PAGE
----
One of Gregory's sources is Alison Weir's Mary Queen of Scots and the Murder of Lord Darnley , which comes to some hard conclusions that do not go hand in hand with the romantic fictions around Mary. I am very intrigued by Gregory's choices in this regard, as she seems to reach a sort of middle ground between the romance and Weir's hard facts that, in my opinion, has some psychological truth to it. Weir concludes that Bothwell did kidnap and rape Mary against her will, and she agreed to cover it up in marriage due to pregnancy. Gregory extends that into a desire to maintain the mythos of the queen's sacred person, with which her fictional Mary is very concerned, and also creates a complicated reliance of Mary on Bothwell. She continually writes to him for help, though she implies to others that he raped her and their marriage is not valid. She seems to have developed a dependence on and respect for him, while recognizing that he is a criminal. Gregory also has Bothwell give Mary the bond where the lords signed the agreement to Darnley's murder, asserted by Weir as a historical probability. While Weir told us what happened, Gregory brings in the human element, and delightfully complicates it more than my imagination did.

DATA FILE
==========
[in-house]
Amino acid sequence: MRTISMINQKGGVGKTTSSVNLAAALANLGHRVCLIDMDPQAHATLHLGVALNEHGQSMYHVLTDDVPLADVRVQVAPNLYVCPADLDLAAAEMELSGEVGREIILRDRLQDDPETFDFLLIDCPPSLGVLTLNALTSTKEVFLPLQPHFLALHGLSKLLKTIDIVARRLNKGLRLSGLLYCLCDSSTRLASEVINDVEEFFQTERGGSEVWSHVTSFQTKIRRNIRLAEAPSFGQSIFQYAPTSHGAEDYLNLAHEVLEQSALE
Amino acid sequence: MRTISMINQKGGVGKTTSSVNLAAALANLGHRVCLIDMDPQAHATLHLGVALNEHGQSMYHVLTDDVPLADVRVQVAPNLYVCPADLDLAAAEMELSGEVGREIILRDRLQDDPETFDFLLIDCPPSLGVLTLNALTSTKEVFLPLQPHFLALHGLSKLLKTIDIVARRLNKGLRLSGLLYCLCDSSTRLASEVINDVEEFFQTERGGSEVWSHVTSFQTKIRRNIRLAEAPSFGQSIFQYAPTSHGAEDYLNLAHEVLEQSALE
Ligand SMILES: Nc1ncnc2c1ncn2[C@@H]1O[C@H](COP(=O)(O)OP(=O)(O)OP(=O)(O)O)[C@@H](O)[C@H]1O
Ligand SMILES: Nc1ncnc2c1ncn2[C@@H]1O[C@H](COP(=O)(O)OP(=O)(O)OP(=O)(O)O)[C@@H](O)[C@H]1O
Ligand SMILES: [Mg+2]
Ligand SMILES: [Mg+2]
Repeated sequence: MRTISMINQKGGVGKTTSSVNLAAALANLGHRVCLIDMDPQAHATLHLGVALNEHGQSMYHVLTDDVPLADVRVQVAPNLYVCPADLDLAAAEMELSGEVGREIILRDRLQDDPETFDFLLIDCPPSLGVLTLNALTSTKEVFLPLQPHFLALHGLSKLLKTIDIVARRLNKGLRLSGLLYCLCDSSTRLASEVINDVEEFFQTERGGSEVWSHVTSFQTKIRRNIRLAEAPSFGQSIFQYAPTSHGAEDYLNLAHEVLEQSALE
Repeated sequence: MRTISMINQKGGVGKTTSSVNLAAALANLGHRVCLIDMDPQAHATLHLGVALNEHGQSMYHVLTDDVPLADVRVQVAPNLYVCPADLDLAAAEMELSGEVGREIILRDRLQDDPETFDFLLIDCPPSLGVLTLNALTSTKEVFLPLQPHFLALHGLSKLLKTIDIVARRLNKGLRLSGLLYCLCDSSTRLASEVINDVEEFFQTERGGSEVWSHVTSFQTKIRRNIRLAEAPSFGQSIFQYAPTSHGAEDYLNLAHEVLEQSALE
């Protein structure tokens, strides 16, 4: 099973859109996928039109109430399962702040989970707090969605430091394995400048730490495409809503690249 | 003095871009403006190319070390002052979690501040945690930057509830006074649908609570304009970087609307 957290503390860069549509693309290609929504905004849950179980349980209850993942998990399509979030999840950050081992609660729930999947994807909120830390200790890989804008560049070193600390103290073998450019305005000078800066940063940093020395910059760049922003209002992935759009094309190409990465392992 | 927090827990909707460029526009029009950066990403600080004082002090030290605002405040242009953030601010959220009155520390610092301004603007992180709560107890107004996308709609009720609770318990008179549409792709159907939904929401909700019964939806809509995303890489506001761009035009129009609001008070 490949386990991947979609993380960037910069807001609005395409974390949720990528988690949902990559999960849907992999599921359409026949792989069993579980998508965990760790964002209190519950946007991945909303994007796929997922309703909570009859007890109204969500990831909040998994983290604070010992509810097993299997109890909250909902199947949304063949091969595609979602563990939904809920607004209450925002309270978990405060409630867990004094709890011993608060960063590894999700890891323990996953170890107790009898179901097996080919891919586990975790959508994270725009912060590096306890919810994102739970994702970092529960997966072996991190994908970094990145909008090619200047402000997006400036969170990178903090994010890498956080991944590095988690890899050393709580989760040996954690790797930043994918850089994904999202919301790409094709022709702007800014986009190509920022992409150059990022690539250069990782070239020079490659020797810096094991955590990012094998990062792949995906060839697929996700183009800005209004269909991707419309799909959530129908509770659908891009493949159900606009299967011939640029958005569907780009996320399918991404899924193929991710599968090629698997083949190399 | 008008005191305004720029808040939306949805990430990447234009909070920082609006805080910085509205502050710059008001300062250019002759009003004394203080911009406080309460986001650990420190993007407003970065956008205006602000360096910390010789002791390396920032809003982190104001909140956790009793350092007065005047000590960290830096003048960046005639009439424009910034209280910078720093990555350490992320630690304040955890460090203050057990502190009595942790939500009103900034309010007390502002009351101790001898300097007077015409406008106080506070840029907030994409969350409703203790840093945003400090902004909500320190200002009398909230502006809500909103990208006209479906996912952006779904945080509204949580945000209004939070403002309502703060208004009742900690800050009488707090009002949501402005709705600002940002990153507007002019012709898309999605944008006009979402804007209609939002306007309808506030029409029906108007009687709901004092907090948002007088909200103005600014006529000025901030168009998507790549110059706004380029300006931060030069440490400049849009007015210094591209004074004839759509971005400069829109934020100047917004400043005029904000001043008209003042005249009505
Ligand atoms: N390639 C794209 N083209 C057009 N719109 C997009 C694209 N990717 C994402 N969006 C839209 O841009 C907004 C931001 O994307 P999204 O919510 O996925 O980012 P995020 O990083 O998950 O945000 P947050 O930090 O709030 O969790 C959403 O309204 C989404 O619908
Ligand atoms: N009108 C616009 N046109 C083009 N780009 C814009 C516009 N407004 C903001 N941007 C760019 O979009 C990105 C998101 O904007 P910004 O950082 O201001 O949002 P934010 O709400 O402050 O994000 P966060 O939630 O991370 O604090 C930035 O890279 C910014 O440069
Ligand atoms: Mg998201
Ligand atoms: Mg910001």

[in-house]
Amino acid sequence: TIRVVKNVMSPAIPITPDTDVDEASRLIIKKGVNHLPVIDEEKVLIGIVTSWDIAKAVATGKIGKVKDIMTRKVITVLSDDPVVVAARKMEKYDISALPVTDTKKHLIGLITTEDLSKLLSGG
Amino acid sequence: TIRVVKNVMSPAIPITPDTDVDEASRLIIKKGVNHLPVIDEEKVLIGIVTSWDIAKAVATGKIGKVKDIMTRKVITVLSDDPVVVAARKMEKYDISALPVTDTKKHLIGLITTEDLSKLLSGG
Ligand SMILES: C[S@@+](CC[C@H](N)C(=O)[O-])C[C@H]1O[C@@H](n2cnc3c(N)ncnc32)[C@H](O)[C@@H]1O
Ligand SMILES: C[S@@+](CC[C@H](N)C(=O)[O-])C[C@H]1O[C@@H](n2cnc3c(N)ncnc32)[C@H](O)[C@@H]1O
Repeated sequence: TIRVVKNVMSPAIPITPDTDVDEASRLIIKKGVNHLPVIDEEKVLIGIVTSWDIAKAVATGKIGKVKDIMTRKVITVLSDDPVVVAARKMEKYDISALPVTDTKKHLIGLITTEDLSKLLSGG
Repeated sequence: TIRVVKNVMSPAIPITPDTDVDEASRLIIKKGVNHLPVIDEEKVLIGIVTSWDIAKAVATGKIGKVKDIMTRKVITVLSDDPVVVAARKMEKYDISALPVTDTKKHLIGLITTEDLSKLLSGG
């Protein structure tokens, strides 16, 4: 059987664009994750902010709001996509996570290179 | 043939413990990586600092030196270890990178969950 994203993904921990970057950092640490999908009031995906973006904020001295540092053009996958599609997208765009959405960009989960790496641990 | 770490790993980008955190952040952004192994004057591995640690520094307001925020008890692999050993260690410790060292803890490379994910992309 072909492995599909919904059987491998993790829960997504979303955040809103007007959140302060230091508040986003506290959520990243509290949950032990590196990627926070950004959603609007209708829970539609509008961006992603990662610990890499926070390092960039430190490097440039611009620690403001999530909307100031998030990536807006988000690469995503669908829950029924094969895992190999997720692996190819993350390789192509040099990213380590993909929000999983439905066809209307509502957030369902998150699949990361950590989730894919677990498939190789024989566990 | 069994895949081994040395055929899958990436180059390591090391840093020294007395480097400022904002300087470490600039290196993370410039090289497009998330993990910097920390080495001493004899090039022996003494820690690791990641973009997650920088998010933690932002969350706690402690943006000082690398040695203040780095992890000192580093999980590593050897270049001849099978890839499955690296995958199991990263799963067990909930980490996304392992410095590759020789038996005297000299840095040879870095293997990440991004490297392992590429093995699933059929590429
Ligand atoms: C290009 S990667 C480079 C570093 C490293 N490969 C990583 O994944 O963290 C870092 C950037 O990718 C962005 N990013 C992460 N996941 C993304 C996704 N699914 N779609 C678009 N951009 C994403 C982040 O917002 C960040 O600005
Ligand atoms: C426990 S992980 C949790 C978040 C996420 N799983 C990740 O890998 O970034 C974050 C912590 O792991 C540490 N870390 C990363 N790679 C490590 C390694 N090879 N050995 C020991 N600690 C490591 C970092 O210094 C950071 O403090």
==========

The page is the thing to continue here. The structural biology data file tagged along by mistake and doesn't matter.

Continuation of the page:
The portrayal of George Talbot, Earl of Shrewsbury, I also really appreciated. It would have been easy to present him as a fool, as indeed his wife Bess comes to think of him. But in including George's perspective, Gregory adds, besides various scenes at court and trial that the women could never have witnessed, a portrayal of a truly honorable man who is nevertheless not lacking in sense or feeling. While George behaves naively in the beginning, he makes realizations on his own and we come to see his perspective as an "old lord" as legitimate and we can sympathize with him as both Bess and Mary betray him to save themselves. I don't think the Earl of Shrewsbury has been shown in quite this light before, and I am very grateful for it, because the historical perspective of him as an old fool and yet valued advisor to Elizabeth I do not quite mesh.

I had issues with this novel in terms of language. Obviously, it is written in the modern vernacular and I don't have a problem with that per se, except when it comes to specific phrases or word usages that jump out at me as not being current to the time period, such as "stuff". Also, I felt that some character aspects, particularly in Bess, were glossed over. Gregory makes a big deal about Bess' emotional and psychological investment in her homes and properties, certainly realistic, but the last section is from Bess' PoV and includes only one sentence on the loss of the house she has cared so much for throughout the book. She does detail her new house in Hardwick though. It's just a big jump in time and I suppose it's hard to show how a character changes or stays the same over that period, but Bess' sudden forgiveness of George and Mary and lack of concern over that house didn't seem entirely consistent with her character.

I definitely plan on using and comparing analyses of The Other Queen for my ongoing academic interest in early modern women.